The Essential Bruce Springsteen

Bruce Springsteen

Columbia Records, 2003

http://www.brucespringsteen.net

REVIEW BY: Jason Warburg

ORIGINALLY PUBLISHED: 04/28/2005

After the botched Greatest Hits album, Bruce Springsteen fans had to wonder if their man was ever going to be graced with a decent best-of collection. And while some might argue his two official live albums with the E Street Band -- Live 1975-85 and Live In New York City -- function as pretty fair assemblages of his best work played in its most effective environment, traditionalists like me still tend to think an artist of Springsteen's caliber deserves a best-of done right.

In that respect, The Essential Bruce Springsteen is a most welcome addition. Instead of trying to shoehorn the man's best work onto a single disc, Essential wisely allots two discs and throws in a third bonus disc of rarities and unreleased cuts.

The two best-of discs are well-executed in almost every respect. The sequencing is chronological -- almost mandatory when dealing with an artist who has evolved as much as musically Springsteen has over time -- and the song choices are almost uniformly excellent. In contrast to Greatest Hits, which cut straight to "Born To Run," Essential includes no less than five tracks from Springsteen's first two discs, including the truly essential "Rosalita (Come Out Tonight)."

Better yet, it augments chart hits like "Hungry Heart," "Dancing In The Dark," "Tunnel Of Love" and "Streets Of Philadelphia" with important album tracks such as "Jungleland," "The Promised Land," "Nebraska" and "Living Proof." As always, fans could -- as Springsteen himself ruefully acknowledges in his amusing liner notes -- second-guess any number of picks here. Why "For You" instead of "Growin' Up"? How can you include "Human Touch" and "Mary's Place" when you couldn't find room for "Racing In The Streets" or "Backstreets"? Etc., etc.my_heart_sings_the_harmony_web_ad_alt_250

The bottom line is, discs one and two do capture most of Springsteen's best work and faithfully represent each of his albums. In that respect, they constitute the best collection of his studio work issued to date.

The bonus disc is more problematic, and the main issue seems to be one of timing. A rarities disc is usually a great idea for an artist as prolific and neurotic about his output as Springsteen has historically been. Thing is, by the time this album came out, he'd already opened up the vaults and issued Tracks. So what we're left with for this "essential" collection's bonus disc is a bunch of songs that didn't make it onto a four-disc rarities box set!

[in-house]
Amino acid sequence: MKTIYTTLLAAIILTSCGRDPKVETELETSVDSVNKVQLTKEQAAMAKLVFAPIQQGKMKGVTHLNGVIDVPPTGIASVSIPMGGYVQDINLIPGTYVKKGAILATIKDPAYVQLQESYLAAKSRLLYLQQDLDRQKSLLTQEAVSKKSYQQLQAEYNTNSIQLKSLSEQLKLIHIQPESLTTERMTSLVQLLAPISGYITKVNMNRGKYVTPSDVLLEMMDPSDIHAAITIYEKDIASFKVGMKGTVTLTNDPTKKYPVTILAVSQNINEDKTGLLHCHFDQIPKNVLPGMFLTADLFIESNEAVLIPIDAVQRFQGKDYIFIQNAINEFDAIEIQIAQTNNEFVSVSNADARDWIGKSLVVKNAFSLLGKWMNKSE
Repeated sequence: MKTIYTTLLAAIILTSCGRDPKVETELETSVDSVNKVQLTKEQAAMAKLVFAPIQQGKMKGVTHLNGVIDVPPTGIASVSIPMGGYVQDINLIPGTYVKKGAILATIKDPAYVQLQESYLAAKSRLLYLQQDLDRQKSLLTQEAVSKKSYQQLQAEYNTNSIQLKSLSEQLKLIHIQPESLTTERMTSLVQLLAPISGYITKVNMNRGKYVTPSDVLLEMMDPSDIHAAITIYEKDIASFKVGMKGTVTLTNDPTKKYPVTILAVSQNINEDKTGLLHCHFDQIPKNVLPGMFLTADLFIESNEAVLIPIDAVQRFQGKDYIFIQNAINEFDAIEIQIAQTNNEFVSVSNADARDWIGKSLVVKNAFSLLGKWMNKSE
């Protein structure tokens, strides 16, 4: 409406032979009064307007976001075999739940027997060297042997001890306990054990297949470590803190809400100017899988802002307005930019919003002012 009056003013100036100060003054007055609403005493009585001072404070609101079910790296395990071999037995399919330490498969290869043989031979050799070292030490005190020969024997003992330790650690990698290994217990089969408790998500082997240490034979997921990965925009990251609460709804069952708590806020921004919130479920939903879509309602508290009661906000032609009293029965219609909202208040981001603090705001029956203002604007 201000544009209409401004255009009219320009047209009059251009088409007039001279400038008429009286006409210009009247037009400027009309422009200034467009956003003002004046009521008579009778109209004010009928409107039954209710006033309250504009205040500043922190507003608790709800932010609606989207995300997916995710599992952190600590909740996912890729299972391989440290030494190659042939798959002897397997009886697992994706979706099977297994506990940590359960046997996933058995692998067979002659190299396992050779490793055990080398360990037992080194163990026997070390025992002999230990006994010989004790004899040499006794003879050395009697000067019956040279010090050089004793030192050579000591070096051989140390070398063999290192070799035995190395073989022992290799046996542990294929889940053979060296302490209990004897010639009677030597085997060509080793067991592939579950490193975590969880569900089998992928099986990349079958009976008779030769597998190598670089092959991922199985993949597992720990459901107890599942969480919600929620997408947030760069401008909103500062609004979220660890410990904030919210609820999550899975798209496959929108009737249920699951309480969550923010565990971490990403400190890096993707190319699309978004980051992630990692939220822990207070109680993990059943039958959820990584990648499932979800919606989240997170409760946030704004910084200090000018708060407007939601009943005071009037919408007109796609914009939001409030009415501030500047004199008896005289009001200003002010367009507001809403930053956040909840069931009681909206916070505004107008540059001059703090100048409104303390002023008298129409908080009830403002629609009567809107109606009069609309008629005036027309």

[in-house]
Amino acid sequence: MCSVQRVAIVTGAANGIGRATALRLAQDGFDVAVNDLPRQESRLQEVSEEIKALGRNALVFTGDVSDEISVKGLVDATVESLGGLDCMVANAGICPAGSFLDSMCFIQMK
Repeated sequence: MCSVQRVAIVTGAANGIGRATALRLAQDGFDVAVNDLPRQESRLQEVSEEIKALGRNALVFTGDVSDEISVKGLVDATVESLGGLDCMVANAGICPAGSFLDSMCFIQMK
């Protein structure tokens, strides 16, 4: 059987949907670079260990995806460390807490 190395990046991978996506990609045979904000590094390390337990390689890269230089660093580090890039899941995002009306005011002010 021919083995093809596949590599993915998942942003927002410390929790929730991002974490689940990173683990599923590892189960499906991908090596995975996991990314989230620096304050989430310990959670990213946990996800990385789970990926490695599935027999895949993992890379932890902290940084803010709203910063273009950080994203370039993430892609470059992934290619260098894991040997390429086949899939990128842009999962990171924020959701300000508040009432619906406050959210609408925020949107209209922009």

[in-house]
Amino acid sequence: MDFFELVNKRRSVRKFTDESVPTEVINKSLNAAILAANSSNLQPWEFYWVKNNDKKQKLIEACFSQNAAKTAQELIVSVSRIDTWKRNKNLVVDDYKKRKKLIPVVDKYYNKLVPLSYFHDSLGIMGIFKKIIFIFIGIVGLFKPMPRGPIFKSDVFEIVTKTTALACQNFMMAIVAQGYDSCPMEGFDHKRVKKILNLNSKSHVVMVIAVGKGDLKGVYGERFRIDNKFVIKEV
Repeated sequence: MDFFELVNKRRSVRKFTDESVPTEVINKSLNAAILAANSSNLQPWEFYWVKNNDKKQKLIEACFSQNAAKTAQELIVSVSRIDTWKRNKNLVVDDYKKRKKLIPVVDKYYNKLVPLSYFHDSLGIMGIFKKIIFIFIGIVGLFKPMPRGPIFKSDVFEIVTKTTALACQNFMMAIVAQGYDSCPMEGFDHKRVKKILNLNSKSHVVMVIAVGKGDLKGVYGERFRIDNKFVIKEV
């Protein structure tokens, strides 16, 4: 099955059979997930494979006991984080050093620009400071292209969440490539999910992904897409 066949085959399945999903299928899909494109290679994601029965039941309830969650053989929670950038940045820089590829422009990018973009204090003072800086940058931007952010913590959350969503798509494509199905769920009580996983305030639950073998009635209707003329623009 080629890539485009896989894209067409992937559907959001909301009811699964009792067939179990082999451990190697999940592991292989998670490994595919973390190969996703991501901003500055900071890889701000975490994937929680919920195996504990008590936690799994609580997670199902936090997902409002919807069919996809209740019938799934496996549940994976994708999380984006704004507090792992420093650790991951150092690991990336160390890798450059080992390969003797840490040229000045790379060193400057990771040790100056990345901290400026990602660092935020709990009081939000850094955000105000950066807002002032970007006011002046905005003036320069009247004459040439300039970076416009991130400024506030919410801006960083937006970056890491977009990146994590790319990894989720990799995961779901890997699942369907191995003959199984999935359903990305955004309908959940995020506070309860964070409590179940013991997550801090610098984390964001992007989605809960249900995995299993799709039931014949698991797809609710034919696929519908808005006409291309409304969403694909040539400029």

And they are a truly oddball bunch. Arguably the highlight is the first track "From Small Things (Big Things One Day Come)," a rollicking story-song Springsteen cut for The River but ended up giving to Dave Edmunds instead. Second on my chart would be the River-era E Street Band's smoldering, explosive live version of Jimmy Cliff's "Trapped," a cut fans have heard many times but which has never made it onto an official recording until now. Third would have to be The Boss's romp through the Elvis classic "Viva Las Vegas," which is a hoot and a half, not to mention a wink and a nod to one of his greatest influences.

The remainder of the bonus disc consists mainly of a mix of interesting experiments and slightly moldy leftovers. Among the experiments are two tracks cut for films, the eerie, loop-heavy "Missing" and the frankly bizarre "Lift Me Up," which Springsteen sings entirely in a falsetto that renders his voice almost unrecognizable. The leftovers are cuts from the vault that didn't even make it onto Tracks, and for good reason. "None But The Brave," "The Big Payback" and "County Fair" are pale shadows of the albums they were recorded for ( Born In The USA and Nebraska).

And this is where the "essential" label betrays this album. It's pretty hard to argue that songs not good enough to make the cut for Tracks are more essential than "Backstreets." Be that as it may, The Essential Bruce Springsteen does feature on discs one and two the most complete existing collection of the man's best work. If you keep your expectations for the bonus disc low, you'll be fine.

Rating: B+

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© 2005 Jason Warburg and The Daily Vault. All rights reserved. Review or any portion may not be reproduced without written permission. Cover art is the intellectual property of Columbia Records, and is used for informational purposes only.